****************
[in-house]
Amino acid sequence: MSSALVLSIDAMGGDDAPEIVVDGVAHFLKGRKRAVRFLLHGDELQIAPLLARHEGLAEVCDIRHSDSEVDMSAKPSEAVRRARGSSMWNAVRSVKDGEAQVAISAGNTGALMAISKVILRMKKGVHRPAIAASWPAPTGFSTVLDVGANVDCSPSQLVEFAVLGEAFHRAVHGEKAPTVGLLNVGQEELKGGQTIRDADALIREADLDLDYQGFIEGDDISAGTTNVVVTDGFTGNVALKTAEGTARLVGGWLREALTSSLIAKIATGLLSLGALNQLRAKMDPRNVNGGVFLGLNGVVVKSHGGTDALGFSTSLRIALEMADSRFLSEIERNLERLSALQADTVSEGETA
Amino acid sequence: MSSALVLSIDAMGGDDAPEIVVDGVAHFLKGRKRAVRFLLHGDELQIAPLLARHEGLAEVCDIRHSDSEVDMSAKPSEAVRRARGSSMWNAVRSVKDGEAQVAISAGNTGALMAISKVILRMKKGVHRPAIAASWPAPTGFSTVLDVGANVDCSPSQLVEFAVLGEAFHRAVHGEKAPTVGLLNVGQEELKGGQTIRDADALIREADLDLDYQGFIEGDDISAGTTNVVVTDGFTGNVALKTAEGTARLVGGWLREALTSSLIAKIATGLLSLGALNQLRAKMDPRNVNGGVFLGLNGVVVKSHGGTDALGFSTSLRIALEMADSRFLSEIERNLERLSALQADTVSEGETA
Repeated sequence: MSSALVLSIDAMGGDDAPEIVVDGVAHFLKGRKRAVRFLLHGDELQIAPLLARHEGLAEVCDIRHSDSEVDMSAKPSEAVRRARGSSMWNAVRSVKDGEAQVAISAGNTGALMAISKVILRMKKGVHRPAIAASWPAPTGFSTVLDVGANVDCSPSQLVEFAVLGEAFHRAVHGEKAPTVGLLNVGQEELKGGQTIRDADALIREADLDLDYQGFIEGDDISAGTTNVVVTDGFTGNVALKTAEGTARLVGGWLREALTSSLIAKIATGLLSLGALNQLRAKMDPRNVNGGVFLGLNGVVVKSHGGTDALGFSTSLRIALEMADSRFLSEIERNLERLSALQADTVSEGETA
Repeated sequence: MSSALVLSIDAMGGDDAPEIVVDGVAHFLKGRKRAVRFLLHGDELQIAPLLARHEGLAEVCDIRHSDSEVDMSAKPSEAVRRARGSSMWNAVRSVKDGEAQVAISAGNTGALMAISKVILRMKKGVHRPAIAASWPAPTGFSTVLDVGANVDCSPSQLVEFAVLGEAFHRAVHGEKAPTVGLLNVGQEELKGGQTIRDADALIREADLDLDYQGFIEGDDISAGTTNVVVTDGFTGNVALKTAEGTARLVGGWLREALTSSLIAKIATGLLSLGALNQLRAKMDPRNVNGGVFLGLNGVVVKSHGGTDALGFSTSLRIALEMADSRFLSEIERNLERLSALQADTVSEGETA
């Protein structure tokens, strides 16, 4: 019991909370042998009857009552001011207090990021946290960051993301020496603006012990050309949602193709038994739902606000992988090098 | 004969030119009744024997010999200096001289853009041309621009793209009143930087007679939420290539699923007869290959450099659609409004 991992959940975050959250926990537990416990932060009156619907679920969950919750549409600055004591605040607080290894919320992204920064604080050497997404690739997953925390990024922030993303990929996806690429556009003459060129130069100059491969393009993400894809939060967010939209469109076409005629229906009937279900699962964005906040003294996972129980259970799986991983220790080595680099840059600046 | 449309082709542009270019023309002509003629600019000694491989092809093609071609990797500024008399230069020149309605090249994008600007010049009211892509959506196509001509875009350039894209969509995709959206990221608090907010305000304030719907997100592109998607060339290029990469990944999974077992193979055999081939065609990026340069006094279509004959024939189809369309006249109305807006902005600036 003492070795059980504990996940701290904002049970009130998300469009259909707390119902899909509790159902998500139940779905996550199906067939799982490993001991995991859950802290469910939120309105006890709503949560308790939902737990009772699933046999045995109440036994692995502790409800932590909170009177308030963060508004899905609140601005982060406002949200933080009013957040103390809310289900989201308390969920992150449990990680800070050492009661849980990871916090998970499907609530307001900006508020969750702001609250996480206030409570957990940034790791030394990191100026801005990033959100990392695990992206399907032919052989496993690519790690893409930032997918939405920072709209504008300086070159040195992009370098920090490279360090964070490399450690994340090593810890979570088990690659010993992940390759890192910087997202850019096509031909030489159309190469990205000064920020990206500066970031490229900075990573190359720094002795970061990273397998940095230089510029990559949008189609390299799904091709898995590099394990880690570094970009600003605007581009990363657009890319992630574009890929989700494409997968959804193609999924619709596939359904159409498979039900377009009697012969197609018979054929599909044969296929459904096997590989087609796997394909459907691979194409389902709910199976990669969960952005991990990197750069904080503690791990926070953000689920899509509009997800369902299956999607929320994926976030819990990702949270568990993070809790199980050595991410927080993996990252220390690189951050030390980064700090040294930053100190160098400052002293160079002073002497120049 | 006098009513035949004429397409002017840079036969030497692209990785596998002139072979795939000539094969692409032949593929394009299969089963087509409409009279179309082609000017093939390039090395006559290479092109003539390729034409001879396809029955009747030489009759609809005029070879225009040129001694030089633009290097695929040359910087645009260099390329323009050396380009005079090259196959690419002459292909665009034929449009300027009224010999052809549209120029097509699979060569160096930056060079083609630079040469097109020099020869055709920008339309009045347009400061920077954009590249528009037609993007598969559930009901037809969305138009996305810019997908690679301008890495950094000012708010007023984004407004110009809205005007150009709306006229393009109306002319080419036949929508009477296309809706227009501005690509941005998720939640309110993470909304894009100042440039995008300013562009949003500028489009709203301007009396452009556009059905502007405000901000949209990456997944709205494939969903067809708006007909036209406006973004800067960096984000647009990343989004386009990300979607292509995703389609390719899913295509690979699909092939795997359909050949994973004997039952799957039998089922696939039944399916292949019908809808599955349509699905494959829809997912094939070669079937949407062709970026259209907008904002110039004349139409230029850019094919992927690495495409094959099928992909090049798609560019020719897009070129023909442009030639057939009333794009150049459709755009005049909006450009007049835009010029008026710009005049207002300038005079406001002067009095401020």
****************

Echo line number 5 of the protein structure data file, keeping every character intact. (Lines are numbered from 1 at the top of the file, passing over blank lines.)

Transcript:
Repeated sequence: MSSALVLSIDAMGGDDAPEIVVDGVAHFLKGRKRAVRFLLHGDELQIAPLLARHEGLAEVCDIRHSDSEVDMSAKPSEAVRRARGSSMWNAVRSVKDGEAQVAISAGNTGALMAISKVILRMKKGVHRPAIAASWPAPTGFSTVLDVGANVDCSPSQLVEFAVLGEAFHRAVHGEKAPTVGLLNVGQEELKGGQTIRDADALIREADLDLDYQGFIEGDDISAGTTNVVVTDGFTGNVALKTAEGTARLVGGWLREALTSSLIAKIATGLLSLGALNQLRAKMDPRNVNGGVFLGLNGVVVKSHGGTDALGFSTSLRIALEMADSRFLSEIERNLERLSALQADTVSEGETA